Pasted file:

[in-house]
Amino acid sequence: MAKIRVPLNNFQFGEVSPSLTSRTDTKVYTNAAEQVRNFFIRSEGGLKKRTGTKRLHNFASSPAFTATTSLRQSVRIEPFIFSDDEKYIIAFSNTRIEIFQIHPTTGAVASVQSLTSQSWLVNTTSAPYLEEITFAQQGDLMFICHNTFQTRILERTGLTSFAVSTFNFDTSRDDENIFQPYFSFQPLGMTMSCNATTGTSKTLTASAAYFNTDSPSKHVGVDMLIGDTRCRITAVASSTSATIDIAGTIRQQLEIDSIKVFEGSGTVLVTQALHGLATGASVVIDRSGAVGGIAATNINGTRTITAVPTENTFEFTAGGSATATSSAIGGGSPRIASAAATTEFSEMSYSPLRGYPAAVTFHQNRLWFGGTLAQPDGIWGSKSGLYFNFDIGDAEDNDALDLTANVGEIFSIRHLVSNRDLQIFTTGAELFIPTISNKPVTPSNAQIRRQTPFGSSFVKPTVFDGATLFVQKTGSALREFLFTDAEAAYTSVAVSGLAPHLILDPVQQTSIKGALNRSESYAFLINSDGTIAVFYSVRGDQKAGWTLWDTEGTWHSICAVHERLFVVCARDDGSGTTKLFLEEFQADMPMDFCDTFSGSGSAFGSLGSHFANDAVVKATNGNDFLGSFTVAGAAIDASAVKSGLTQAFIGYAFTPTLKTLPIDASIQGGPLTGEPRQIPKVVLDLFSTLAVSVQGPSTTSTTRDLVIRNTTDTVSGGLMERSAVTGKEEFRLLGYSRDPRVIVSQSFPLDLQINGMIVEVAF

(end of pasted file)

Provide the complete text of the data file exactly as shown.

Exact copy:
[in-house]
Amino acid sequence: MAKIRVPLNNFQFGEVSPSLTSRTDTKVYTNAAEQVRNFFIRSEGGLKKRTGTKRLHNFASSPAFTATTSLRQSVRIEPFIFSDDEKYIIAFSNTRIEIFQIHPTTGAVASVQSLTSQSWLVNTTSAPYLEEITFAQQGDLMFICHNTFQTRILERTGLTSFAVSTFNFDTSRDDENIFQPYFSFQPLGMTMSCNATTGTSKTLTASAAYFNTDSPSKHVGVDMLIGDTRCRITAVASSTSATIDIAGTIRQQLEIDSIKVFEGSGTVLVTQALHGLATGASVVIDRSGAVGGIAATNINGTRTITAVPTENTFEFTAGGSATATSSAIGGGSPRIASAAATTEFSEMSYSPLRGYPAAVTFHQNRLWFGGTLAQPDGIWGSKSGLYFNFDIGDAEDNDALDLTANVGEIFSIRHLVSNRDLQIFTTGAELFIPTISNKPVTPSNAQIRRQTPFGSSFVKPTVFDGATLFVQKTGSALREFLFTDAEAAYTSVAVSGLAPHLILDPVQQTSIKGALNRSESYAFLINSDGTIAVFYSVRGDQKAGWTLWDTEGTWHSICAVHERLFVVCARDDGSGTTKLFLEEFQADMPMDFCDTFSGSGSAFGSLGSHFANDAVVKATNGNDFLGSFTVAGAAIDASAVKSGLTQAFIGYAFTPTLKTLPIDASIQGGPLTGEPRQIPKVVLDLFSTLAVSVQGPSTTSTTRDLVIRNTTDTVSGGLMERSAVTGKEEFRLLGYSRDPRVIVSQSFPLDLQINGMIVEVAF